Couchfish Day 200: Push your fingers into the soil

Couchfish Day 200: Push your fingers into the soil

As this is the 200th Couchfish itinerary post, I’m making it a free for all to read. Today is on the topic of a forest temple that touched my heart and I touched the earth—or something like that anyway! Thank you all for following the Couchfish itinerary day by day—200 down, 200+ to go. Thank you so much.

If you’d like to subscribe for the full version of Couchfish, it costs US$7 per month and you get access to the full archives. Cheers!

If you’re anything like me, you may have kicked off your overseas travels with a bit of a jaunt through Europe. At every new village, town or city my guidebook (Lets Go, sorry), would stagger towards churches (if anything). Stagger seems the right word going off the ex–Lets Go authors I know. I’m not religious, and there are only so many churches I can take, before I think “God, anything but another church”. Thailand is much the same. Meet “wat fatigue”.

Godliness of Goldliness. Within Wat Nong Bua, Ubon Ratchathani. Photo: David Luekens.

Before you start calling me a heathen, I know Thailand has some magnificent temples. Try a pre–dawn breakfast within Wat Pho (permission required), before Bangkok wakes up—memorable to say the least. For me though, by and large, the appeal is mostly in the buildings, the setting, the history, more-so than the divine.

According to the Asean Studies Centre (Thanks Pook!) there are over 40,000 Buddhist temples in Thailand. Roughly one temple for every 1,750 people. I have no idea what the figure is for churches in Europe, but as a 20–something not interested in churches, I’m sure I saw 40,000. Ok, I’m exaggerating, I’m sure I visited at least four—what are a few zeroes?

Hand–painted cinema posters, Ubon Ratchathani. Photo: Stuart McDonald.

Where am I going with this? I’m going to Ubon Ratchathani (Ubon to its friends) in Northeast Thailand. It is, without a doubt, my favourite temple town in the country. It is also the hub of the best eating in the region. It might not rock a tourism board’s boat but in my opinion, godliness and stuffing face make good companions.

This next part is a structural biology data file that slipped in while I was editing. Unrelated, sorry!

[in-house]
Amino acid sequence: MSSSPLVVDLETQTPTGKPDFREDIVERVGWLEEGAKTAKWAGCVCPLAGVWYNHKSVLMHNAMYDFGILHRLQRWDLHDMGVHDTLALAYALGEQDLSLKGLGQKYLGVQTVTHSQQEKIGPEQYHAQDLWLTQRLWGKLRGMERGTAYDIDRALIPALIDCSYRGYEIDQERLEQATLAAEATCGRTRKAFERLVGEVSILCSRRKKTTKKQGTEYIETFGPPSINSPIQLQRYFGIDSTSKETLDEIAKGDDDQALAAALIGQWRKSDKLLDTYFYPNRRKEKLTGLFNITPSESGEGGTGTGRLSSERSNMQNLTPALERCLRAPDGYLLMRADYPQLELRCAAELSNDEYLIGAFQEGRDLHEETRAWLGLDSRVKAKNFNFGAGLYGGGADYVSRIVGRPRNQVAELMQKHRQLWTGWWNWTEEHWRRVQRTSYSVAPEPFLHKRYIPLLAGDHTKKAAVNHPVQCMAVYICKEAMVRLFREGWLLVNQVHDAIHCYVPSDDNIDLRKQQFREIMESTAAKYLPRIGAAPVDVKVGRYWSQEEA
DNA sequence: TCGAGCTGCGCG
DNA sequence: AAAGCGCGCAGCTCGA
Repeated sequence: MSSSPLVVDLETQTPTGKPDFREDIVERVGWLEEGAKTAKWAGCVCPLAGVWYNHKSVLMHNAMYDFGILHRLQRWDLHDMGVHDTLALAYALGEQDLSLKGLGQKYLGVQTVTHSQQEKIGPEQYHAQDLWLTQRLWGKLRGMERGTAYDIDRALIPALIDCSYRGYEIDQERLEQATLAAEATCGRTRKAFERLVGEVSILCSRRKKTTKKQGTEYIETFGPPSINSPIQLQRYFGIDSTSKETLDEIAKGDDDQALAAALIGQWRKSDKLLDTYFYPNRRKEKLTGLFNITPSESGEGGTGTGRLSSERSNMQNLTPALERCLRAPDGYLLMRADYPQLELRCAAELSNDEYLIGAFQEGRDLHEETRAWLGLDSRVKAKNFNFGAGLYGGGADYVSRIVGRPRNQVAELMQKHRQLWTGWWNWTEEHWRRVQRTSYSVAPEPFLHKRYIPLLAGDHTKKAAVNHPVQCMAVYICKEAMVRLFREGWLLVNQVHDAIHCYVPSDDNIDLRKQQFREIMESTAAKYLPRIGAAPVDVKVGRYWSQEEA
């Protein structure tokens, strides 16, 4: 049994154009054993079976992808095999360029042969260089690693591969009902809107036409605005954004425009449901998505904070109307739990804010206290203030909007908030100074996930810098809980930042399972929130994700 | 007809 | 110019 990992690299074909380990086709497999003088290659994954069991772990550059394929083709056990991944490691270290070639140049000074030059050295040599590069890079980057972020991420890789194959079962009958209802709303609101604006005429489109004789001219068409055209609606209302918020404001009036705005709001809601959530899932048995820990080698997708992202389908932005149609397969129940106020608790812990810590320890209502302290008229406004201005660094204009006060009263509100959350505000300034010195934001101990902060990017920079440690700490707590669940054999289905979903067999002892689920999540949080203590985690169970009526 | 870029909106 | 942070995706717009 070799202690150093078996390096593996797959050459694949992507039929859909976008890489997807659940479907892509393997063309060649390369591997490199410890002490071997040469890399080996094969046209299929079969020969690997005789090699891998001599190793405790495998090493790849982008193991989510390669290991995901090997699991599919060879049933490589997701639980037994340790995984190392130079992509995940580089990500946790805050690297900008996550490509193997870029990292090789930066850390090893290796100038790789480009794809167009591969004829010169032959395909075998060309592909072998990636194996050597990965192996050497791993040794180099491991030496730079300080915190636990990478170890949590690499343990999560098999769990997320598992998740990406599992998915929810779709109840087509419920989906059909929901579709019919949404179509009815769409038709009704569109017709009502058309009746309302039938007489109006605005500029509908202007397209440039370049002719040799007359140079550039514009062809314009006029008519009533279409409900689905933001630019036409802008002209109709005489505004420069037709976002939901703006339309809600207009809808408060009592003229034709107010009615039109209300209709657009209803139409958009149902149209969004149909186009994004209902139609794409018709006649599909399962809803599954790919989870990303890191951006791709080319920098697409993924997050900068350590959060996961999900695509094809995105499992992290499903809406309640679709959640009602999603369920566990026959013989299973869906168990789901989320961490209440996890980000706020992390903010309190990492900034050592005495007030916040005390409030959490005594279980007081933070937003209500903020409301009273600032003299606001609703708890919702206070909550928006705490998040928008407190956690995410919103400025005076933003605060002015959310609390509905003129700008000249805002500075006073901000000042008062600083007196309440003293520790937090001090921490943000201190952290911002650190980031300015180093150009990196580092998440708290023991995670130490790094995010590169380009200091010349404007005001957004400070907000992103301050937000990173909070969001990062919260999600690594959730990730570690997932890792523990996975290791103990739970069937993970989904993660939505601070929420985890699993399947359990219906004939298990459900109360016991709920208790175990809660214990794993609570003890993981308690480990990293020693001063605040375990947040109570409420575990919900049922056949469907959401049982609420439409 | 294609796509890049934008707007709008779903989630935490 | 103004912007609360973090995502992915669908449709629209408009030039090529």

Ubon’s temple scene is a glad-bag of attractions. There’s bling. There’s an Indian temple knockoff. There’s crocodile guardians and lions with slicked back hairstyles. You can carve wax. In one, you can crouch down, rest your fingers on a stone marker on the floor, and have a vision of your life played out. Spoiler—it didn’t work for me—probably too much BBQ chicken oil on my fingertips. Damn it, always go for a revelation, then the barbecued chicken. The TAT loves this stuff, but my advice is to cast your net further.

Leave outside behind you. Photo: David Luekens.

I suggest you capture two forest wats with your net. They’re flung a little outside of town, but easily visited by tuk tuk or scooter. At these, I didn’t want to touch the earth for a cliched revelation—I wanted to touch the earth because I needed to. They’re those kind of places.

Ubon sits towards the southeast extreme of the Khorat Plateau. The terminus of the southern Northeastern train line. It lies within spitting distance (if you can spit that far) of the Lao and Cambodian frontier. Below it sits the “Emerald Triangle” a doomed tourism concept probably birthed in a TAT conference room. More on our trip to explore that another day...maybe.